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The Year’s New – What’s Old?

Written by Millionaire’s Digest Team Member: Ashley Ford-McAllister

Founder & Owner of: Negative is Also a Charge

Millionaire’s Digest Team, Contributor, Business and Successful Living Writer


Let’s finally admit, once and for all, that no one keeps New Year’s resolutions. (Well, okay, maybe a handful of perfectionists, and a couple of motivated-by-the-possibility-of-imminent-death types. But no ordinary people.)

The thing is, the human brain doesn’t like change. Change is bad. Change means the brain actually has to do some work, pull its finger out, set up a new schema for this changed-up reality.  And the human brain would really rather just plod along as a good-but-nothing-special member of the physical body, occasionally having moments of brilliance, but mostly just… Ticking along.

But you are not just your brain, and you want to change, so don’t decide on a “new” thing you’re going to do, or not do.

Look at your past. Look at your habits, and twist them, ever so slightly, so you’re sneaking changes in through the back door.

Feeling flabby, and want to get fit? Don’t say you’ll “lose weight” – tell yourself you’ll take up a sport you used to enjoy as a child, or that you’ll spend half an hour a day just walking aimlessly in your local area, or somewhere nearby. Your brain will be so busy reactivating kinetic memory for the muscle groups required in your particular sport, or scanning the horizon for threats and opportunities as you walk along – things your brain is good at, that it enjoys doing, and is programmed to do well – that it won’t notice you’re also burning calories, which, in the long run, will lead to weight loss. And, since walking aimlessly is easy, and playing a childhood sport is fun, it will be easier for you to keep doing those things than it would bring yourself to go to the gym, or jog for an hour a day.

Want to stop smoking? Don’t tell your brain you’re going to stop. Redirect it – not every time, at least not in the beginning. At lunchtime, say, tell your brain that “we’ll go for a cigarette once we’ve had an apple, and a quick chat with Tom over there.” The likelihood is that being engaged firstly with the mechanics of eating an apple, and secondly with the complexities of verbalized social interaction, your brain will forget you usually have a cigarette at lunchtime. Do that every day for a week – that’s seven fewer cigarettes you’ve smoked. Then, start also redirecting your after-dinner cigarette craving to “I wonder what mango juice and ginger ale tastes like? Shall we try a glass of that just now?” (It doesn’t have to be mango juice and ginger ale. Or apples. Choose something refreshing, and/or that you haven’t had before, but are likely to find pleasant.) That’s fourteen fewer cigarettes. And, since your brain has other things to do, and your hands are occupied, you probably won’t even notice.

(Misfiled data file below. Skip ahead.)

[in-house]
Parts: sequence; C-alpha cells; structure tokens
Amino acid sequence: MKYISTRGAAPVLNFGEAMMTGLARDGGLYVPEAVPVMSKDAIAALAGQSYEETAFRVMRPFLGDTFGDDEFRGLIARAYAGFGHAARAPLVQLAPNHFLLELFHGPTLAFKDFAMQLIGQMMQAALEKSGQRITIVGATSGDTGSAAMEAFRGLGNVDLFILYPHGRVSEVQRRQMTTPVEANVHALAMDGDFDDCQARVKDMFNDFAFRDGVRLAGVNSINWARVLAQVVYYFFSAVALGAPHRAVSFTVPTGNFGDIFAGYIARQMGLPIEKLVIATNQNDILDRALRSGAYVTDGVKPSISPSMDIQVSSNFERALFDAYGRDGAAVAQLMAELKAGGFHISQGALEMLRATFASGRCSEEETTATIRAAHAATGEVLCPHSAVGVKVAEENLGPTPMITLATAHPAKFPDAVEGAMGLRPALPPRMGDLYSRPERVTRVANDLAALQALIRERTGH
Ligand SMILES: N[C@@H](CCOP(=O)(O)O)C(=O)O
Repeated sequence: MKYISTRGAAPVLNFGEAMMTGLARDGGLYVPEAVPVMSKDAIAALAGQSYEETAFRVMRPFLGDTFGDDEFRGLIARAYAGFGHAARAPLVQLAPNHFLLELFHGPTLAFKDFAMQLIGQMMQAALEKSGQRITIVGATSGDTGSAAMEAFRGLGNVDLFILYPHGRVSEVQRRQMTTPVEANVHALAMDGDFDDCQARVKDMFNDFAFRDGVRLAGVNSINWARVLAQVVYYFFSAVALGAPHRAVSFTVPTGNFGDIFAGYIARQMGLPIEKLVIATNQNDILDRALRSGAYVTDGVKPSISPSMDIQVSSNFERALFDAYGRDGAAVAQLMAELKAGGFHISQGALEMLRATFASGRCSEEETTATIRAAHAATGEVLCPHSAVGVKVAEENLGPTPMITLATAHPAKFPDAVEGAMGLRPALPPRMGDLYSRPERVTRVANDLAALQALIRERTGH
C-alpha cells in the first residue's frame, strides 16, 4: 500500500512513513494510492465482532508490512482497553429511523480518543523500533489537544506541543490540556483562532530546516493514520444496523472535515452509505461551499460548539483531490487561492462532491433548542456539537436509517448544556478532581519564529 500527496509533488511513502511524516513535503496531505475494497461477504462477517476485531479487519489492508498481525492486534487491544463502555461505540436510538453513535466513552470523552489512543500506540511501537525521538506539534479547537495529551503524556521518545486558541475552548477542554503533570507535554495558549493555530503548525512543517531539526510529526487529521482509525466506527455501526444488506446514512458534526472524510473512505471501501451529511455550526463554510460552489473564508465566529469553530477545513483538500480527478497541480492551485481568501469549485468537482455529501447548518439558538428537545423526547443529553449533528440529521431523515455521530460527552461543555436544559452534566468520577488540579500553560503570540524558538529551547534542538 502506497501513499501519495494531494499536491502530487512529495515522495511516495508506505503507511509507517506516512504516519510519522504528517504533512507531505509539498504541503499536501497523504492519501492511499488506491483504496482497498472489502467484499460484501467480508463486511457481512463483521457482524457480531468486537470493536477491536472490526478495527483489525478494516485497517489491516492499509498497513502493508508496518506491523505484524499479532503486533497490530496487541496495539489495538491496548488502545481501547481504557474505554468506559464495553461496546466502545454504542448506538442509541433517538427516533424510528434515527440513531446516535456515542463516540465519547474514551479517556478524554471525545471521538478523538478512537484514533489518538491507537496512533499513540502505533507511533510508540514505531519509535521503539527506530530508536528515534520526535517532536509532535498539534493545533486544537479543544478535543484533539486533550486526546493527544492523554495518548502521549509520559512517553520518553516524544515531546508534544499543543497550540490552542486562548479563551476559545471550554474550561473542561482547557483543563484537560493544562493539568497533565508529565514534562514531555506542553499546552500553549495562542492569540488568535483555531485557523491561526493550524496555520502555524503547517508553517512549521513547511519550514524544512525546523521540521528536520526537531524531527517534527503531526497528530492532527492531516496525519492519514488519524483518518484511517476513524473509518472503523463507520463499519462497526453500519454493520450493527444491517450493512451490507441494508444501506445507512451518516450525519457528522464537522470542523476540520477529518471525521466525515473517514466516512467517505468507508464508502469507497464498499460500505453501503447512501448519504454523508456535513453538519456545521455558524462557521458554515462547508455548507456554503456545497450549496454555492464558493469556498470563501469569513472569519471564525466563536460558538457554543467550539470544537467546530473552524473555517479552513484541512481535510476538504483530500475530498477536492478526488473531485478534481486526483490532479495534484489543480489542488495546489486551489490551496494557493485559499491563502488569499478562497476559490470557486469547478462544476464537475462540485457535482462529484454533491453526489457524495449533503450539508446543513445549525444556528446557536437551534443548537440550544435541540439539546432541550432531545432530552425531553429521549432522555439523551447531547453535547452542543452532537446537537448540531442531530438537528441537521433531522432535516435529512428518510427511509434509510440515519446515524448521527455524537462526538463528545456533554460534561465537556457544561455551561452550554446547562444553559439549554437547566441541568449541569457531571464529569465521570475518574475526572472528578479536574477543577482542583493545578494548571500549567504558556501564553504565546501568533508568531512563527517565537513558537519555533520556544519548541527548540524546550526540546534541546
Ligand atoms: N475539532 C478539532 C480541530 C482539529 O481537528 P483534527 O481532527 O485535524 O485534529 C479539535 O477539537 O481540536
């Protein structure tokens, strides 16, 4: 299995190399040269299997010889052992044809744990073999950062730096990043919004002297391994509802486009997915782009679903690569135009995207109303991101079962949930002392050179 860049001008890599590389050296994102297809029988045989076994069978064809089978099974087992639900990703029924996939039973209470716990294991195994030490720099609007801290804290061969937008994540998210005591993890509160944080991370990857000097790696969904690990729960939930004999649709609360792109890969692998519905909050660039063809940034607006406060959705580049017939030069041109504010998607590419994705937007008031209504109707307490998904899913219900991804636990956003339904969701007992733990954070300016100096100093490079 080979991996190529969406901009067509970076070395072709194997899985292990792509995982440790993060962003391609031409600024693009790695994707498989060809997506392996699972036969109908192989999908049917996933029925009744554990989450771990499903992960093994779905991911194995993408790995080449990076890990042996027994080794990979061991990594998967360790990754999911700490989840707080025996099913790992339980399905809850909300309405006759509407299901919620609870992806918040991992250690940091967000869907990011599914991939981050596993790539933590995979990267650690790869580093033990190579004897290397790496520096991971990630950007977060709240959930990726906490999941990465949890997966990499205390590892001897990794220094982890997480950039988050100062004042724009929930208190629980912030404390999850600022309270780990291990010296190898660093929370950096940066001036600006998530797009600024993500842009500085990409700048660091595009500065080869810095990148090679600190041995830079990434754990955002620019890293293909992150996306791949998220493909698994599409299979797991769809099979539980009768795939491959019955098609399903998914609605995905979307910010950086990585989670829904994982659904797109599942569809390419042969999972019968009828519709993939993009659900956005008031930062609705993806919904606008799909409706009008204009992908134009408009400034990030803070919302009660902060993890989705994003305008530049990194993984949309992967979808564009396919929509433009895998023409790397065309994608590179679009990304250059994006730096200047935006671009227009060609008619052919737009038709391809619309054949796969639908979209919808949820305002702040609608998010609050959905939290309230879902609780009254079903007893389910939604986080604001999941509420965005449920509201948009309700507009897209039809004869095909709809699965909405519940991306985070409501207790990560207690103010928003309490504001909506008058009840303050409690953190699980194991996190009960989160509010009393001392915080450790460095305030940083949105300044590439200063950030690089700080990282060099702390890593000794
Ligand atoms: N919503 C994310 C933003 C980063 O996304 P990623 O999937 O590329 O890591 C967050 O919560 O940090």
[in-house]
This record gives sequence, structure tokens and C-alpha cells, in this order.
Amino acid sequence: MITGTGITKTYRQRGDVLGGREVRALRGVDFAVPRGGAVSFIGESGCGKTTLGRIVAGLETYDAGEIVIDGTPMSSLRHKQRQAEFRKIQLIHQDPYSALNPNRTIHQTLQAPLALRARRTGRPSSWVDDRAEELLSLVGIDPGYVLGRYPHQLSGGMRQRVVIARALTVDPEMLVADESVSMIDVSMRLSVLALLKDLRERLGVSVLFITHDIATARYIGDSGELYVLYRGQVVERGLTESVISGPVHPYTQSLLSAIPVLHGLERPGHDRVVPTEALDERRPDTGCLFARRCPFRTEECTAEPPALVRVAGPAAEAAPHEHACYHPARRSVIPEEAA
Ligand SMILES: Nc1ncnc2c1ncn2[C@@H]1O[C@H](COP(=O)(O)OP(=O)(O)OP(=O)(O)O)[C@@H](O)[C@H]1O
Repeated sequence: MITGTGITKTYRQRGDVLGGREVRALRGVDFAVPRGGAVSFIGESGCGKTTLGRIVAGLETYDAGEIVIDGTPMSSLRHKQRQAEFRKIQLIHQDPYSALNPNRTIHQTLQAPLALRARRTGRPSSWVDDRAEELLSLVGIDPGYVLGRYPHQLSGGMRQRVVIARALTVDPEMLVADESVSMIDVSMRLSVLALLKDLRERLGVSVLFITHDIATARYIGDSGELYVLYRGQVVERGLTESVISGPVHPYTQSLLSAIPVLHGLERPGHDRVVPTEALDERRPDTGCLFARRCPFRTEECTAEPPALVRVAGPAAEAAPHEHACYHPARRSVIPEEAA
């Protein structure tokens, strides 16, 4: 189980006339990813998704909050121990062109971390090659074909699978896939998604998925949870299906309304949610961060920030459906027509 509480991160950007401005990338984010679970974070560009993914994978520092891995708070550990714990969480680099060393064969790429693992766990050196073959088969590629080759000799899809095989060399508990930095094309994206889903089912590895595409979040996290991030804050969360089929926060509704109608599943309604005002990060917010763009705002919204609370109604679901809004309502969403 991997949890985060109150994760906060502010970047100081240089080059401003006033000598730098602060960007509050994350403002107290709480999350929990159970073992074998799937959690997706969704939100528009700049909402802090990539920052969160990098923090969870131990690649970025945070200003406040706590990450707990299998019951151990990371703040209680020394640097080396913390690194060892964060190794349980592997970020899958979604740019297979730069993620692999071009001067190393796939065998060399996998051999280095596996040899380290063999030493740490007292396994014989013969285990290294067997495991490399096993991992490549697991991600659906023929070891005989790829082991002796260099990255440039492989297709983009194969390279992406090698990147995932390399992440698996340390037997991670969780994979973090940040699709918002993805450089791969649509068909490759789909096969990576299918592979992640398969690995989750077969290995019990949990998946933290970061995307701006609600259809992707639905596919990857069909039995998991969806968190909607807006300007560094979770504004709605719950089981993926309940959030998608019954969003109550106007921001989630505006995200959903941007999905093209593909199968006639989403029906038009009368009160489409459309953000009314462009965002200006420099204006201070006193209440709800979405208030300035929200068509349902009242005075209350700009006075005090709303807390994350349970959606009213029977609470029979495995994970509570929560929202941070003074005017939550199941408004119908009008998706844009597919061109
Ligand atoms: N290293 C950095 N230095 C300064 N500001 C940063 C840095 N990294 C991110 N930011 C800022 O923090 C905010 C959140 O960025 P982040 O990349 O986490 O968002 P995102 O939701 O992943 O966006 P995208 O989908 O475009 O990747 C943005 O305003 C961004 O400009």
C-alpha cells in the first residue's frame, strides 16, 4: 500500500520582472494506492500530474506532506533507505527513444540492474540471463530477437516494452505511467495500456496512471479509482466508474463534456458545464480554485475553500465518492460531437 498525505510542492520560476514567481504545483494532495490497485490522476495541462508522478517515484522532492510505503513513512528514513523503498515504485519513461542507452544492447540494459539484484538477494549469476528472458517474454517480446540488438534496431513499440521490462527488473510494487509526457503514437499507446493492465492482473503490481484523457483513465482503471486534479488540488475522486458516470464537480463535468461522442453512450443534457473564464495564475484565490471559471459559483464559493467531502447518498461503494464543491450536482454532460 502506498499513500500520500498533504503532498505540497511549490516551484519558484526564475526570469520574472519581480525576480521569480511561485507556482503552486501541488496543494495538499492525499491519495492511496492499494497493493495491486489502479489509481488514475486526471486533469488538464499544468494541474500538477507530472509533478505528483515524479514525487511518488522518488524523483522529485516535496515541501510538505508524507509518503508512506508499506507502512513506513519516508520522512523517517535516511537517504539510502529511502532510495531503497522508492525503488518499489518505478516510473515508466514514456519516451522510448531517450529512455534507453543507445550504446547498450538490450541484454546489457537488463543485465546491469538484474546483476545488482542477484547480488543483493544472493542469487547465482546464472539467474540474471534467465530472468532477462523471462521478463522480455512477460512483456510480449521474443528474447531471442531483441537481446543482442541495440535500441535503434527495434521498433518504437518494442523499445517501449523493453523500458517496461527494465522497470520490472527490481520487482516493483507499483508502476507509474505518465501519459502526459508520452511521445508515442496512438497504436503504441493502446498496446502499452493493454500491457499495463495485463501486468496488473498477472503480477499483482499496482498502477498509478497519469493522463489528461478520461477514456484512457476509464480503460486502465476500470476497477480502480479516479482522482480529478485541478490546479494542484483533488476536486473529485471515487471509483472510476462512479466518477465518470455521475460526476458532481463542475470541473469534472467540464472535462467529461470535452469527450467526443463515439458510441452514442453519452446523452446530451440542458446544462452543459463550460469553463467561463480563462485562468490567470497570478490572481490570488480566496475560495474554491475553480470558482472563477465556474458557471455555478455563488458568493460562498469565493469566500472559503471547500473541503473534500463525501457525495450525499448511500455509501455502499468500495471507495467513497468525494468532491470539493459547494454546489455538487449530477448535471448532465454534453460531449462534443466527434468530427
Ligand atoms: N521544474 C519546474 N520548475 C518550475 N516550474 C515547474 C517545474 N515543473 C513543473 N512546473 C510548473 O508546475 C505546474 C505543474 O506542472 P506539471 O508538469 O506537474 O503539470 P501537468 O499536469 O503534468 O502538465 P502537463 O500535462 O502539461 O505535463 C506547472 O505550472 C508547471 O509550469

Trying to get better at saving money? Whatever you do, don’t deny your brain its Starbucks fix, or cancel your Netflix subscription. Keep those little glimmers of brightness in a dull world, if they help you. Instead, set up a direct debit to a long-term savings account, or a pension fund. Pay a monthly amount you can afford without anxiety. Arrange for the direct debit to go out on payday. There. The money’s gone. You never had it, never saw it, are not depriving yourself of anything, and, most importantly, it’s not sitting somewhere in the house, calling to you every time some new piece of bright and shiny is released to the marketplace. If you’re lucky, you might even get interested in it. Now, this bit is important: Don’t look at your savings statement until you’re ready to cash in to make the big-ticket purchase you’ve been saving for. Just don’t. Your brain is used to direct debits going out. It’s got into a habit of treating them as money that no longer exists. That’s how it sees the money you’re sending to that savings account, and it’s perfectly happy with that.

Old habits – the need for fun, boredom being relieved by something new, paying bills by direct debit – die hard. Use them to start building a new you.


Article Credits: Ashley Ford-McAllister

Millionaire’s Digest Team, Contributor

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